On December 4th, I installed an additional 4 slot backplane in the 11/40, which completely filled the BA11 box, with the exception of a couple 4 slot SPC slots. In this backplane, I installed the 20mA DZ11 multiplexer and a 64K M7891 MOS memory module. The configuration of the Witch after this was:
  • 11/40 CPU with Memory Management, no floating point processor
  • MM11-UP Core Memory, two backplanes with two 16K modules each, for a total of 64K of core
  • 4 slot backplane with M7819 EIA DZ11 multiplexer and RL11 disk controller
  • 4 slot RK11D backplane and modules
  • 4 slot backplane with M7814 20mA DZ11 multiplexer and a 64K M7891 Semiconductor memory module
  • Two RL02 disk drives
  • One RK05 disk drive
  • A VT52 DecScope connected via EIA to the console
  • Two VT52 DecScopes connected via the EIA DZ11
  • One LA36 DecWriter connected via the RIA DZ11
  • One ASR-33 Teletype connected via a 20mA DZ11

Above: The PDP-11/40 as it looked on December 4th when I had it open with cables dangling everywhere while I was installing and testing DZ11s, RK11s, etc.

On the evening of December 4th, I hooked up the cables for the two DZ11s, the RK05 drive, and the RL02 drives. After doing some testing, everything seems to be in working order and the Witch RSTS/E system boots up perfectly. After proving that everything was working, I undid all the cables and tidied them up and ran them into the cable routing area of the 11/40 BA11 box. I then got them all hooked back up, ran some additional tests, and then closed up the 11/40 and rolled it back into its place by the other racks. The Wofford Witch now lives again on its original hardware!

Above: The 11/40 front panel with blinking lights while it was running the reincarnated RSTS/E Wofford Witch system.

During the rest of December I installed two more RK05 drives, an RL01 drive, an RX01 dual drive unit, and the M7846 RX11 controller. As of mid-December 2004, the Witch now has the following disk configuration:
  • 2 RL02 drives (DL0 and DL1)
  • 1 RL01 drive (DL2)
  • 3 RK05J drives (DK0, DK1, and DK2)
  • 1 RX01 dual drive unit (DX0 and DX1)

Above and below: The Witch Computer Room as it looked in early January, 2005

On December 21, I decided to try to mount the old RK05 JEFF disk that we've been carrying around since 1979. This is the disk that has many of the programs that Ashley, Michael, Kevin, Worth, and Mark wrote while they were at Wofford, including Dr. Olds' computer science class assignments, games, and other stuff. When we last used it at Wofford in 1979, it seemed to be slightly warped and was getting read errors. Dr. Olds decided that he did not want to risk a head crash, so he told us it was warped and that he wouldn't mount it again. Michael carried it around for a number of years, and then passed it off to Ashley at some point in the mid 1980s. At one point Michael wanted to turn it into a clock. Back to the story.... I decided to try to mount it, but first I removed the platter and put it in a clean, unused RK05 case. Then I put it in an RK05 drive and set the LOAD/RUN button to RUN, which starts the drive turning. I had the cover off the top of the drive and I watched it spin up to speed. I could see a slight warp, but not the major warp that I saw the last time I tried to spin it up. I decided that it was safe enough to give it a try, so I then went to one of my terminals, booted up the RSTS/E Wofford Witch system, logged on, and typed MOUNT DK1:JEFF. The system paused just a moment and then returned the READY prompt. I nearly fell out of my seat. It had mounted the long-lost disk pack. I typed DIR DK1:(*,*)*.* and it gave me the full directory of the pack. I could not believe my eyes. It was such an eerie feeling. I sat there startled, smiling, not believing that this disk pack that had held our programs captive for over 25 years was finally mounted again. For the next several hours, I copied off all the data from the disk. It was still a little "flaky", as it had been 25 years ago, and still got some read errors, but by swapping it between the three RK05 drives, I was able to recover all the data. This was very exciting. I've used VTServer to download the programs to a disk image on my PC.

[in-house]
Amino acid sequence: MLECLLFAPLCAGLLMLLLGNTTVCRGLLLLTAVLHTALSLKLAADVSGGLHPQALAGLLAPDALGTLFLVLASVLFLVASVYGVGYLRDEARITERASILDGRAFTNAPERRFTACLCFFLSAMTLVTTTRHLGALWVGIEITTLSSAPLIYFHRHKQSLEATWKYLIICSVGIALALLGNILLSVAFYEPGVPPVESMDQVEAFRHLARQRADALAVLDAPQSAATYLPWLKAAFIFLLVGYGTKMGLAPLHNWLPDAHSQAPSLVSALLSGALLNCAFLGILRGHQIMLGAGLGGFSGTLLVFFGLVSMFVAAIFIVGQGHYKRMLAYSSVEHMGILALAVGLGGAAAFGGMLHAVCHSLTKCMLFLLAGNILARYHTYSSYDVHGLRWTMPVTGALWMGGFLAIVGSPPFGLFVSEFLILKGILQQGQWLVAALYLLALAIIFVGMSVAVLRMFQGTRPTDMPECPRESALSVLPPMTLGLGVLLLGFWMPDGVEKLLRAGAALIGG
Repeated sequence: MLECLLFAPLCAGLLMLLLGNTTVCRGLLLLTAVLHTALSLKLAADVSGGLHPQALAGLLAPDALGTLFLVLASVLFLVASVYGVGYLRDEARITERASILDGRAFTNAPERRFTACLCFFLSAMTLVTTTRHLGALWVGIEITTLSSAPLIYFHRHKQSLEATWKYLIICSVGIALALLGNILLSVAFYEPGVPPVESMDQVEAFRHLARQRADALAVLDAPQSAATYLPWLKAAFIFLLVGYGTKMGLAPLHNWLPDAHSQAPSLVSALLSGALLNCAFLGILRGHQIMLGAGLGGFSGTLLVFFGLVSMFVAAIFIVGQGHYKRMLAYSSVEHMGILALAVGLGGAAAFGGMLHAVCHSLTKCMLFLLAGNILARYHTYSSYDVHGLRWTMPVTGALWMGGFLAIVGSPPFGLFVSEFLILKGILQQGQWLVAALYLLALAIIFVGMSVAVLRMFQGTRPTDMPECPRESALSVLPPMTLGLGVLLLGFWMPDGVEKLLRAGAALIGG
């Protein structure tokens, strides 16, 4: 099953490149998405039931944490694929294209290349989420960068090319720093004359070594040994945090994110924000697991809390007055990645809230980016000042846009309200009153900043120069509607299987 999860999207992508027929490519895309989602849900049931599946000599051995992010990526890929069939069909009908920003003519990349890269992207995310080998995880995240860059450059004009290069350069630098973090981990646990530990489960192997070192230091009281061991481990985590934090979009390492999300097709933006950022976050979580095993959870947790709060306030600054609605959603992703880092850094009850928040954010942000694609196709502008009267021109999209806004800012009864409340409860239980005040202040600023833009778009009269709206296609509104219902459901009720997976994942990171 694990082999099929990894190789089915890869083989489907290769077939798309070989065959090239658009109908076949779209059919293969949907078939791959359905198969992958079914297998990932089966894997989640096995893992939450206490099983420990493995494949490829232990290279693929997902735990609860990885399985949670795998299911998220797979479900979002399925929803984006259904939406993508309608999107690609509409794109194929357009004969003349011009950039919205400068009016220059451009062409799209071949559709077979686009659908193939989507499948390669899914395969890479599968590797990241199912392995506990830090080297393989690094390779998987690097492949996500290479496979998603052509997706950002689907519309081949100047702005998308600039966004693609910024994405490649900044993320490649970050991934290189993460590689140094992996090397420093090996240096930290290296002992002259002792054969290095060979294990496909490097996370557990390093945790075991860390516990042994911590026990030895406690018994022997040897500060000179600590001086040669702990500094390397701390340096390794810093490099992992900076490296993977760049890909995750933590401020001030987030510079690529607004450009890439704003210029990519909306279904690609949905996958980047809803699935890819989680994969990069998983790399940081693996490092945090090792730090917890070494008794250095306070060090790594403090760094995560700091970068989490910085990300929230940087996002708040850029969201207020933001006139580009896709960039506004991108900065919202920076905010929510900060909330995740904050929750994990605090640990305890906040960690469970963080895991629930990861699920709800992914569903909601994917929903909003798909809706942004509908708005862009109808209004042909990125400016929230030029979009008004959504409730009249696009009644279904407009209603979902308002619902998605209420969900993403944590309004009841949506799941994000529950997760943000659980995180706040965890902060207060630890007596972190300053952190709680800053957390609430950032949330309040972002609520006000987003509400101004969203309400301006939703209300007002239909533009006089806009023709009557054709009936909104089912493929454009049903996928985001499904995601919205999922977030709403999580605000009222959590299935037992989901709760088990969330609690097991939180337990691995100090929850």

Another computer collector who runs a computer museum and organizes a yearly Vintage Computer Festival has offered to let me use his HP7200A plotter for a number of months so that we can connect it up to the Witch and try out the original kind of plotter that was used at Wofford in the 1970s. I will have to hook that one up as KB7: so it will match the original configuration.

Updates will be posted as they occur.


The WITCH has been brought back to life for you by Kevin, the original wizard.
This web site, WoffordWitch.com, has been provided by Ashley
DEC Documentation in PDF format courtesy of Al Kossow's Bitsavers
Send an email to Ashley